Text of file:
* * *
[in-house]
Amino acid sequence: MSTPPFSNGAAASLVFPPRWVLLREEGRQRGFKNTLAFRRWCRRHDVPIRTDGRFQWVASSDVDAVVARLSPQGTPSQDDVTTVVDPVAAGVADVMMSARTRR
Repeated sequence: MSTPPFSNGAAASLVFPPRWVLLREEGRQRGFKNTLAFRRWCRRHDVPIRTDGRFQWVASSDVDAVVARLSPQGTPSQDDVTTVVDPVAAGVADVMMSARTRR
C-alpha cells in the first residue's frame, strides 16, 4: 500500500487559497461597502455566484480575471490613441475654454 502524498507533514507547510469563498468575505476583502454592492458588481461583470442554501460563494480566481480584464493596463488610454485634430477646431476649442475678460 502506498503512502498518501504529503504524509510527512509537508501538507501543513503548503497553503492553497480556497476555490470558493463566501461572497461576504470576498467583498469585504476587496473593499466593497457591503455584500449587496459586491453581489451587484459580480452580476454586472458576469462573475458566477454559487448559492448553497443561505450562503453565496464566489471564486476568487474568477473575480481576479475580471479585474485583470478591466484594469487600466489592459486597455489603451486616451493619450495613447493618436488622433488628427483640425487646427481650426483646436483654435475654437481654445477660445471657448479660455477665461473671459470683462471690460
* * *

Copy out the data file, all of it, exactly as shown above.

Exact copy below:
[in-house]
Amino acid sequence: MSTPPFSNGAAASLVFPPRWVLLREEGRQRGFKNTLAFRRWCRRHDVPIRTDGRFQWVASSDVDAVVARLSPQGTPSQDDVTTVVDPVAAGVADVMMSARTRR
Repeated sequence: MSTPPFSNGAAASLVFPPRWVLLREEGRQRGFKNTLAFRRWCRRHDVPIRTDGRFQWVASSDVDAVVARLSPQGTPSQDDVTTVVDPVAAGVADVMMSARTRR
C-alpha cells in the first residue's frame, strides 16, 4: 500500500487559497461597502455566484480575471490613441475654454 502524498507533514507547510469563498468575505476583502454592492458588481461583470442554501460563494480566481480584464493596463488610454485634430477646431476649442475678460 502506498503512502498518501504529503504524509510527512509537508501538507501543513503548503497553503492553497480556497476555490470558493463566501461572497461576504470576498467583498469585504476587496473593499466593497457591503455584500449587496459586491453581489451587484459580480452580476454586472458576469462573475458566477454559487448559492448553497443561505450562503453565496464566489471564486476568487474568477473575480481576479475580471479585474485583470478591466484594469487600466489592459486597455489603451486616451493619450495613447493618436488622433488628427483640425487646427481650426483646436483654435475654437481654445477660445471657448479660455477665461473671459470683462471690460